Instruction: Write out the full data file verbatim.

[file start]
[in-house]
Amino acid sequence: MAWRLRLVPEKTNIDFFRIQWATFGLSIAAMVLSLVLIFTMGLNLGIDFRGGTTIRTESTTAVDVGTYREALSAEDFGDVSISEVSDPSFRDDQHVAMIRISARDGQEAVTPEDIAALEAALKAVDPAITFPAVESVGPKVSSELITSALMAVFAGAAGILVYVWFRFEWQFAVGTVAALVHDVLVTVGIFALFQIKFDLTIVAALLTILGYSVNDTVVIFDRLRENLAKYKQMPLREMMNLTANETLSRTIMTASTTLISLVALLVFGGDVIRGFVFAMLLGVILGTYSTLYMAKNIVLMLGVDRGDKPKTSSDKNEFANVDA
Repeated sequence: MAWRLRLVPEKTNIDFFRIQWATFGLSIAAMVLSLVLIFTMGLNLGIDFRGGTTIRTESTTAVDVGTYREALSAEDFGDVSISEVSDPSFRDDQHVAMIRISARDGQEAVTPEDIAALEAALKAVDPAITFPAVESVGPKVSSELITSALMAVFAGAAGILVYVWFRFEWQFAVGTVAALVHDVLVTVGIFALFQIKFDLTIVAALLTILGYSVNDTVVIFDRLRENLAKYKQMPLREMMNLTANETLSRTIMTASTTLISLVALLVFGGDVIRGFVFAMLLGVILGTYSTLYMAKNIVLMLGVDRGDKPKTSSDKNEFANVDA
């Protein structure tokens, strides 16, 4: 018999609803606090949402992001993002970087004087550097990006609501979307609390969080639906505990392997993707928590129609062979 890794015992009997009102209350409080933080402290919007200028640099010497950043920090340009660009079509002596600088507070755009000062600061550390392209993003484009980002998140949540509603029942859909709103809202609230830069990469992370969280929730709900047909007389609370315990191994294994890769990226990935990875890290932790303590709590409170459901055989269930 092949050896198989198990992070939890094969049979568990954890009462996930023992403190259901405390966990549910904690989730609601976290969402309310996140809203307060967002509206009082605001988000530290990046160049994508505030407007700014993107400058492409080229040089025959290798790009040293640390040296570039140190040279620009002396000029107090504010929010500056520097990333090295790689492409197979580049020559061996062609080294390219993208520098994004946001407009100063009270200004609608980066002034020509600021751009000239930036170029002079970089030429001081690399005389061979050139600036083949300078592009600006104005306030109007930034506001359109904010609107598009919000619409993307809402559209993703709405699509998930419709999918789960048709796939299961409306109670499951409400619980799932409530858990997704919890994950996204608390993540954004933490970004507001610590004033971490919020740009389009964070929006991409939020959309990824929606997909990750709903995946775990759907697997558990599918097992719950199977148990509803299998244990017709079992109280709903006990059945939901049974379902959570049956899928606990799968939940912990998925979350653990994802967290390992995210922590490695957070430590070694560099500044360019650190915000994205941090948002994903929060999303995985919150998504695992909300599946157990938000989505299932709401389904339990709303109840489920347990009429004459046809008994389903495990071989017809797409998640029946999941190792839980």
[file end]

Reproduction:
[in-house]
Amino acid sequence: MAWRLRLVPEKTNIDFFRIQWATFGLSIAAMVLSLVLIFTMGLNLGIDFRGGTTIRTESTTAVDVGTYREALSAEDFGDVSISEVSDPSFRDDQHVAMIRISARDGQEAVTPEDIAALEAALKAVDPAITFPAVESVGPKVSSELITSALMAVFAGAAGILVYVWFRFEWQFAVGTVAALVHDVLVTVGIFALFQIKFDLTIVAALLTILGYSVNDTVVIFDRLRENLAKYKQMPLREMMNLTANETLSRTIMTASTTLISLVALLVFGGDVIRGFVFAMLLGVILGTYSTLYMAKNIVLMLGVDRGDKPKTSSDKNEFANVDA
Repeated sequence: MAWRLRLVPEKTNIDFFRIQWATFGLSIAAMVLSLVLIFTMGLNLGIDFRGGTTIRTESTTAVDVGTYREALSAEDFGDVSISEVSDPSFRDDQHVAMIRISARDGQEAVTPEDIAALEAALKAVDPAITFPAVESVGPKVSSELITSALMAVFAGAAGILVYVWFRFEWQFAVGTVAALVHDVLVTVGIFALFQIKFDLTIVAALLTILGYSVNDTVVIFDRLRENLAKYKQMPLREMMNLTANETLSRTIMTASTTLISLVALLVFGGDVIRGFVFAMLLGVILGTYSTLYMAKNIVLMLGVDRGDKPKTSSDKNEFANVDA
């Protein structure tokens, strides 16, 4: 018999609803606090949402992001993002970087004087550097990006609501979307609390969080639906505990392997993707928590129609062979 890794015992009997009102209350409080933080402290919007200028640099010497950043920090340009660009079509002596600088507070755009000062600061550390392209993003484009980002998140949540509603029942859909709103809202609230830069990469992370969280929730709900047909007389609370315990191994294994890769990226990935990875890290932790303590709590409170459901055989269930 092949050896198989198990992070939890094969049979568990954890009462996930023992403190259901405390966990549910904690989730609601976290969402309310996140809203307060967002509206009082605001988000530290990046160049994508505030407007700014993107400058492409080229040089025959290798790009040293640390040296570039140190040279620009002396000029107090504010929010500056520097990333090295790689492409197979580049020559061996062609080294390219993208520098994004946001407009100063009270200004609608980066002034020509600021751009000239930036170029002079970089030429001081690399005389061979050139600036083949300078592009600006104005306030109007930034506001359109904010609107598009919000619409993307809402559209993703709405699509998930419709999918789960048709796939299961409306109670499951409400619980799932409530858990997704919890994950996204608390993540954004933490970004507001610590004033971490919020740009389009964070929006991409939020959309990824929606997909990750709903995946775990759907697997558990599918097992719950199977148990509803299998244990017709079992109280709903006990059945939901049974379902959570049956899928606990799968939940912990998925979350653990994802967290390992995210922590490695957070430590070694560099500044360019650190915000994205941090948002994903929060999303995985919150998504695992909300599946157990938000989505299932709401389904339990709303109840489920347990009429004459046809008994389903495990071989017809797409998640029946999941190792839980």